August 6, 1945. American airmen dropped an atomic bomb – codename Little Boy – on the Japanese city of Hiroshima on this date. Three days later, on August 9, they followed it by dropping another atomic bomb, called Fat Man, over Nagasaki. It was the final large-scale wartime act of World War II. The two bombings are the only use of nuclear weapons in war to date.
As reported by various media, Japan marked the 68th anniversary of the Hiroshima bombing earlier today with a somber ceremony. Shizu Kambayashi of Associated Press wrote that the ceremony was:
… to honor the dead and pledges to seek to eliminate nuclear weapons. Some 50,000 people stood for a minute of silence in Hiroshima’s peace park near the epicenter of the early morning blast on Aug. 6, 1945, that killed up to 140,000 people. The bombing of Nagasaki three days later killed tens of thousands more, prompting Japan’s surrender to the World War II Allies.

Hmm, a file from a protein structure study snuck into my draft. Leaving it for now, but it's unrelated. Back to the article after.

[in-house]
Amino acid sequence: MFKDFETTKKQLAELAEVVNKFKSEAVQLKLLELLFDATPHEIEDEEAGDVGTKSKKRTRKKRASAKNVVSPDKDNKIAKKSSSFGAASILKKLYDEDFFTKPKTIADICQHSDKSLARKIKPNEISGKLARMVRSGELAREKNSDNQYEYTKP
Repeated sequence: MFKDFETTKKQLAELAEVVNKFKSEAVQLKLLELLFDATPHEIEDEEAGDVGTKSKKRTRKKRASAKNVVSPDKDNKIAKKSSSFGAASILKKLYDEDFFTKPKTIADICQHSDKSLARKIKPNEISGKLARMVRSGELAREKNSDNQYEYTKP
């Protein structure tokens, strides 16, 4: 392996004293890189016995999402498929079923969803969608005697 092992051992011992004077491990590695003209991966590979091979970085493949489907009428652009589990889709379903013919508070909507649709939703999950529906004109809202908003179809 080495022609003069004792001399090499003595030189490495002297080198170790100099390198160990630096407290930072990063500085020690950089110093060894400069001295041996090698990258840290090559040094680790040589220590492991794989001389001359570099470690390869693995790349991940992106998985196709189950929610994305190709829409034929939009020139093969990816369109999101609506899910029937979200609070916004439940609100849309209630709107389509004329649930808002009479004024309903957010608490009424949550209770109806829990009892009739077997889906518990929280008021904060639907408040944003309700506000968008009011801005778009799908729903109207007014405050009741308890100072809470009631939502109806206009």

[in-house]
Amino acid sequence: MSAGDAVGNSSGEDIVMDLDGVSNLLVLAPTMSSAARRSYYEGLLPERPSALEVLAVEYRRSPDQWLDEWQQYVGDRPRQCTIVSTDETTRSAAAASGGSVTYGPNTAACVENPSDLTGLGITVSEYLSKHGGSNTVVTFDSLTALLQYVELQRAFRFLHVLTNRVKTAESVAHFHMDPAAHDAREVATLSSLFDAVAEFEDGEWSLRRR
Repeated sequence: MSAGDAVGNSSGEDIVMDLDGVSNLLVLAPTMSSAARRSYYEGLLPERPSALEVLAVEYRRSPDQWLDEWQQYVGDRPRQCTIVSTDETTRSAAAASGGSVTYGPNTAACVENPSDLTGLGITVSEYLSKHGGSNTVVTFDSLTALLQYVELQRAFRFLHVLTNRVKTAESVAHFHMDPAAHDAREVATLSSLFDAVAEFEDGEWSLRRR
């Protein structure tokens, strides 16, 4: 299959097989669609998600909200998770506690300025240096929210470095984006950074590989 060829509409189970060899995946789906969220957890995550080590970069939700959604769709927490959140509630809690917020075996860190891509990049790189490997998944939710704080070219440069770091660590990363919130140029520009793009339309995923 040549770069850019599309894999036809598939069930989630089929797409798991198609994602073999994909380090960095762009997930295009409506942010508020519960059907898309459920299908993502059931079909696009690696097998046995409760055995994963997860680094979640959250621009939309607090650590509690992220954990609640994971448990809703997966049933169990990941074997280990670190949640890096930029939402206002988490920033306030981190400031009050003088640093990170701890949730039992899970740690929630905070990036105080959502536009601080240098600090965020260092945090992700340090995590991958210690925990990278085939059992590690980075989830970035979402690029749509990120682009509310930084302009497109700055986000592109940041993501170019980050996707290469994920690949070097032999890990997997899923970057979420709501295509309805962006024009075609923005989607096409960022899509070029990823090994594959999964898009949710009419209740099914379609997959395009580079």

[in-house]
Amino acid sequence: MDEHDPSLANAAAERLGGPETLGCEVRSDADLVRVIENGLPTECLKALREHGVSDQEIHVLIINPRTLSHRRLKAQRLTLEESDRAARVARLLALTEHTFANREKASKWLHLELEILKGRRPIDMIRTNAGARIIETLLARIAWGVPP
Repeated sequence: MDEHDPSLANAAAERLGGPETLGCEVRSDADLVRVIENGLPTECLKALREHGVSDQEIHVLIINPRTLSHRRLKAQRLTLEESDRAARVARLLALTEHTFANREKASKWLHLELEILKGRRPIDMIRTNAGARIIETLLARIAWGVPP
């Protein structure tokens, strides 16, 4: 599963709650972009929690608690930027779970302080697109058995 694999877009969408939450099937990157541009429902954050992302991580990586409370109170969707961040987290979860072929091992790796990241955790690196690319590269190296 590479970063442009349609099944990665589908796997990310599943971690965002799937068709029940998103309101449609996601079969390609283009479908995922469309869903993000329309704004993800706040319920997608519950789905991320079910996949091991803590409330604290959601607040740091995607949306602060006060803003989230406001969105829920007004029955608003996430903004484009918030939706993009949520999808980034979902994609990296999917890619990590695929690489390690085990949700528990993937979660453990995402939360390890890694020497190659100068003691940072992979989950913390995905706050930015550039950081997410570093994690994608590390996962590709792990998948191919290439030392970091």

The video below, from Voice of America, is a photo gallery of this morning’s memorial event in Japan.
AP also reported that some 200,000 “hibakusha” – surviving victims of the atomic bombs that fell on Hiroshima and Nagasaki – attended this morning’s ceremony. The individuals survived the immediate effects of the blasts, but suffered the effects of radiation sickness, loss of family and friends, and discrimination, according to the United Nations.
Bottom line: On August 6, 1945, the United States dropped the atomic bomb called Little Boy on Hiroshima, Japan, following that act three day later by the atomic bombing of Nagasaki on August 9. The two bombings, which brought World War II to a close, are the only use of nuclear weapons in war to date.
Deborah Byrd created the EarthSky radio series in 1991 and founded EarthSky.org in 1994. Today, she serves as Editor-in-Chief of this website. She has won a galaxy of awards from the broadcasting and science communities, including having an asteroid named 3505 Byrd in her honor. A science communicator and educator since 1976, Byrd believes in science as a force for good in the world and a vital tool for the 21st century. "Being an EarthSky editor is like hosting a big global party for cool nature-lovers," she says.